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Fires Cause Ongoing Challenges For Water Systems

Oregon Water Utility Council

This fall’s wildfires in Oregon have caused ongoing challenges for municipal water systems.

Water managers outlined those issues during a hearing Tuesday of the Oregon House Interim Committee on Water. Some infrastructure was damaged by the flames themselves, although work to repair and replace equipment began before the fires were completely contained. 

But the long-term impact to watersheds is an ongoing concern. Josh Seeds of the Oregon Department of Environmental Quality said increased sediment run-off in burn zones could cause long-term headaches that will increase expenses.

“It’s going to take a lot more staff time to manage the changes to water quality," he said. "A lot of these systems can kind of run on auto-pilot normally, and they won’t be able to.”

Water managers will also on the lookout for increased harmful algae blooms next summer. Reduced shade along river banks could lead to higher water temperatures, which allows algae to grow more rapidly.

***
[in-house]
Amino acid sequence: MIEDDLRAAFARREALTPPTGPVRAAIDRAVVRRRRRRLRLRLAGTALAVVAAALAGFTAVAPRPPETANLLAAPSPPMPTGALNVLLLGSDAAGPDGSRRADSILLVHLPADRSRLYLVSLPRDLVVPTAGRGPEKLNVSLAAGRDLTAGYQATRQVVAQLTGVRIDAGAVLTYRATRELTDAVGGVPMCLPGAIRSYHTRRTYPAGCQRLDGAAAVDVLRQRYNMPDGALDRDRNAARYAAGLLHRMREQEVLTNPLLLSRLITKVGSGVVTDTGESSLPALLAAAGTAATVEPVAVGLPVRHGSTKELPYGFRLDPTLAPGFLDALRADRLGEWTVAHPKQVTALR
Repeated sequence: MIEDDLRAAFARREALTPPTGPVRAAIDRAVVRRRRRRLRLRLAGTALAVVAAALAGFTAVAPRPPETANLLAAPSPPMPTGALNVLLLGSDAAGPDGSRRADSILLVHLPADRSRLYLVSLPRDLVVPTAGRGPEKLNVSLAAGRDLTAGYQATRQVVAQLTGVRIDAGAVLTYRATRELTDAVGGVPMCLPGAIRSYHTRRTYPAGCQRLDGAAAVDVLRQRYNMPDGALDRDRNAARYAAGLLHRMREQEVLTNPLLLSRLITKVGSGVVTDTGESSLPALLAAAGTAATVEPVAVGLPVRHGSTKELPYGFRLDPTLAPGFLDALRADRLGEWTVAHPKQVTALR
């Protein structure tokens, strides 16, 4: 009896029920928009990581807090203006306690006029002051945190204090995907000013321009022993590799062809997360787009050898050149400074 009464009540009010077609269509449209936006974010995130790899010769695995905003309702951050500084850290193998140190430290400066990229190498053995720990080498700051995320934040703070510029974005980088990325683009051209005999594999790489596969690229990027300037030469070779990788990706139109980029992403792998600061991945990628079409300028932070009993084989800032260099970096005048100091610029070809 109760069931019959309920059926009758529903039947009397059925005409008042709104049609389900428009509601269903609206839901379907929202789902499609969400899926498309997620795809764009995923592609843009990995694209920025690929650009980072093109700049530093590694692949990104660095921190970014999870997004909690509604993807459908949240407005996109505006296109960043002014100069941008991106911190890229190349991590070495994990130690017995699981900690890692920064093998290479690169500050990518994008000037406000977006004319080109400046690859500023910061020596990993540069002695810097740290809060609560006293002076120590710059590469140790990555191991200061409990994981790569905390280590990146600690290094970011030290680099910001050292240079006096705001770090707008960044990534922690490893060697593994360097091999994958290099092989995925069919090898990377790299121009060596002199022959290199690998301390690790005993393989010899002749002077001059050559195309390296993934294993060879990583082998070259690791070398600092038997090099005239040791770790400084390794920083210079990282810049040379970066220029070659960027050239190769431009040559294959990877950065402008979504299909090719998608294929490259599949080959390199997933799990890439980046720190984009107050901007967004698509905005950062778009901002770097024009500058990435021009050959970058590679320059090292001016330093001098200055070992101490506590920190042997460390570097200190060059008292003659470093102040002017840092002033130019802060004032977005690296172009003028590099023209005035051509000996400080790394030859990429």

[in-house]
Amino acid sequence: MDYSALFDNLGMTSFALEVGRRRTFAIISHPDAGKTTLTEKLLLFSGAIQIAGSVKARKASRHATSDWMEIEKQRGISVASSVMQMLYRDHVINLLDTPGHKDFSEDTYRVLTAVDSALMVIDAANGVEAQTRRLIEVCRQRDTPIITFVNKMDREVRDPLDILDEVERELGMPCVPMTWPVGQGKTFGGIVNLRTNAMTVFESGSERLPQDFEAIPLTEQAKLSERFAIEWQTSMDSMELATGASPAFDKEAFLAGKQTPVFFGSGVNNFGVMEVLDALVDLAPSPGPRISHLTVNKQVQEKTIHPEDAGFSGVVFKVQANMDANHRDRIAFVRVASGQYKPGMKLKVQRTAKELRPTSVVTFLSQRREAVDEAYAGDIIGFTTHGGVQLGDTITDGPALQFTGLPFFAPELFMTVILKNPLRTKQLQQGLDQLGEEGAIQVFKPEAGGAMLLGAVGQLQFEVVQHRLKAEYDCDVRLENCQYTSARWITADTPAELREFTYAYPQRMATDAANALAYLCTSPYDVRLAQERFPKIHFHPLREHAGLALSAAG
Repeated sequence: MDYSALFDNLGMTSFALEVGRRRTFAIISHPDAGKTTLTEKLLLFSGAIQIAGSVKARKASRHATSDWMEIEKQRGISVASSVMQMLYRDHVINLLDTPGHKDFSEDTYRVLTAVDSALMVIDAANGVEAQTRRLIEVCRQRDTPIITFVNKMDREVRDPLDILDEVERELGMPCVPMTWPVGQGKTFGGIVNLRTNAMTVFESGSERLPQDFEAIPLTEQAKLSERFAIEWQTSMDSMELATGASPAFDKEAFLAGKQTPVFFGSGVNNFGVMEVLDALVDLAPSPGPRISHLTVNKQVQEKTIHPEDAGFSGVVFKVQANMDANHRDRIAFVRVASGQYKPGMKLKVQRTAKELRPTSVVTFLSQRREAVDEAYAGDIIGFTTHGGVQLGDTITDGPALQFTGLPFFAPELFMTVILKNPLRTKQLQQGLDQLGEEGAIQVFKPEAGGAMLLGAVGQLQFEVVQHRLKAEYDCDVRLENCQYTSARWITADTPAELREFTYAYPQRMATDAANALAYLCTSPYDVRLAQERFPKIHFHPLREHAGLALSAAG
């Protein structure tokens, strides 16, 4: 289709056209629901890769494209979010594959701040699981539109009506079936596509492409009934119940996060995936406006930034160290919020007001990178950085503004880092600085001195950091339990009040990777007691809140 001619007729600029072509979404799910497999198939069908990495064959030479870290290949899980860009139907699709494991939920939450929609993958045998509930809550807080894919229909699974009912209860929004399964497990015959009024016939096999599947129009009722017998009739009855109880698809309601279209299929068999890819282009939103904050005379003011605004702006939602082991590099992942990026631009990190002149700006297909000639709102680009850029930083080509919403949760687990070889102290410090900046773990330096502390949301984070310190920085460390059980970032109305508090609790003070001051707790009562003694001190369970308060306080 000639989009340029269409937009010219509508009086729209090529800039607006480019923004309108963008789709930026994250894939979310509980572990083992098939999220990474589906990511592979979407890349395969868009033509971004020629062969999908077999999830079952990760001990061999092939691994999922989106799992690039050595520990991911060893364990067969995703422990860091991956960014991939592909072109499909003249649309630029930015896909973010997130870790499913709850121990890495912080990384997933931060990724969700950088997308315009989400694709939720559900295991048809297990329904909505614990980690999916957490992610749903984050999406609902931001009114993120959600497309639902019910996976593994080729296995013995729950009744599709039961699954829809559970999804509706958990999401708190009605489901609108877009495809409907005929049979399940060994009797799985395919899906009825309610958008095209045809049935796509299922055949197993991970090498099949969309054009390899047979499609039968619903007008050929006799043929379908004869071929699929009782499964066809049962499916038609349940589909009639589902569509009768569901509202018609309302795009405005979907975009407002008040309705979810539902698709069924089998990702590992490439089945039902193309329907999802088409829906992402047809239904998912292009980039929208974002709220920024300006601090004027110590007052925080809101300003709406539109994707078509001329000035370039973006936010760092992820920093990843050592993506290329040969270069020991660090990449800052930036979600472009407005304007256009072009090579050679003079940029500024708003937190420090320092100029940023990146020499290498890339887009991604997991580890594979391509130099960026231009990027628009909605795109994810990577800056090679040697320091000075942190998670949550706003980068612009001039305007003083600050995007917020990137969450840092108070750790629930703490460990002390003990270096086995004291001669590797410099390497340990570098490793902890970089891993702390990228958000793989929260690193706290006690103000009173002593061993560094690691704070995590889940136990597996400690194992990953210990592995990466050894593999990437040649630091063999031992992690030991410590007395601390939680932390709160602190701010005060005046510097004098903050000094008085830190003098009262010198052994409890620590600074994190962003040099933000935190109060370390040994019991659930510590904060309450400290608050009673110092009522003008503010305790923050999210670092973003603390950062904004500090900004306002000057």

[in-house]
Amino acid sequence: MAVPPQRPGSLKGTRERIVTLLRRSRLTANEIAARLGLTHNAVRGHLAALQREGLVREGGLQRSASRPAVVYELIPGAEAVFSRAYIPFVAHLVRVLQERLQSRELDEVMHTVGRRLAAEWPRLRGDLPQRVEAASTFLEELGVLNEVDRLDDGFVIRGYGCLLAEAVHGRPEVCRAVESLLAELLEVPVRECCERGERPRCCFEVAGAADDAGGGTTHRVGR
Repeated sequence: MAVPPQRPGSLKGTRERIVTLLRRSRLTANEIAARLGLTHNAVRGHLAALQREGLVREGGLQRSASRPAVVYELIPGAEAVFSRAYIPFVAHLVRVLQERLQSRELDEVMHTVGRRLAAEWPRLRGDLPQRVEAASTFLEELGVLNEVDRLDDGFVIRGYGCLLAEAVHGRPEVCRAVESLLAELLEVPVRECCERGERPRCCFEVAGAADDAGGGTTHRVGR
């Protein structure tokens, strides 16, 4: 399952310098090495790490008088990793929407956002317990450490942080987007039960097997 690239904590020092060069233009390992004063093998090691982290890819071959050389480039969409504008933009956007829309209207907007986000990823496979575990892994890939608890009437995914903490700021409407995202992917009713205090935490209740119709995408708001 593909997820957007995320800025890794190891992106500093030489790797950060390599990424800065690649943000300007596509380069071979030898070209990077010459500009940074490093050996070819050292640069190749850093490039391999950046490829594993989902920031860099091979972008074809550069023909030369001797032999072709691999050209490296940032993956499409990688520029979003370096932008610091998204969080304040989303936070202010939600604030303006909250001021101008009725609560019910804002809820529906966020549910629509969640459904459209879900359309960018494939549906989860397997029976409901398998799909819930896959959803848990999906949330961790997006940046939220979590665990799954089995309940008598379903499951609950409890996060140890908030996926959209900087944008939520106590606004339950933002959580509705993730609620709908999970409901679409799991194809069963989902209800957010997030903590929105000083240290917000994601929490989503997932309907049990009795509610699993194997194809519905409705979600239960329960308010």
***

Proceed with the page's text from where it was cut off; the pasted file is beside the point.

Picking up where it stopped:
According to a report from a task force made up of representatives from Oregon DEQ, the Oregon Department of Forestry, and the Oregon Watershed Enhancement Board, the public water systems at highest risk for negative impacts following the 2020 wildfires are:





Panther Creek Water District (Otis)





Chris Lehman has been reporting on Oregon issues since 2006. He joined the KLCC news department in December 2018 and became News Director in March 2023. Chris was born and raised in Pennsylvania, and graduated from Temple University with a degree in journalism. His public broadcasting career includes stops in Louisiana and Illinois. Chris has filed for national programs including “Morning Edition” and “All Things Considered.”
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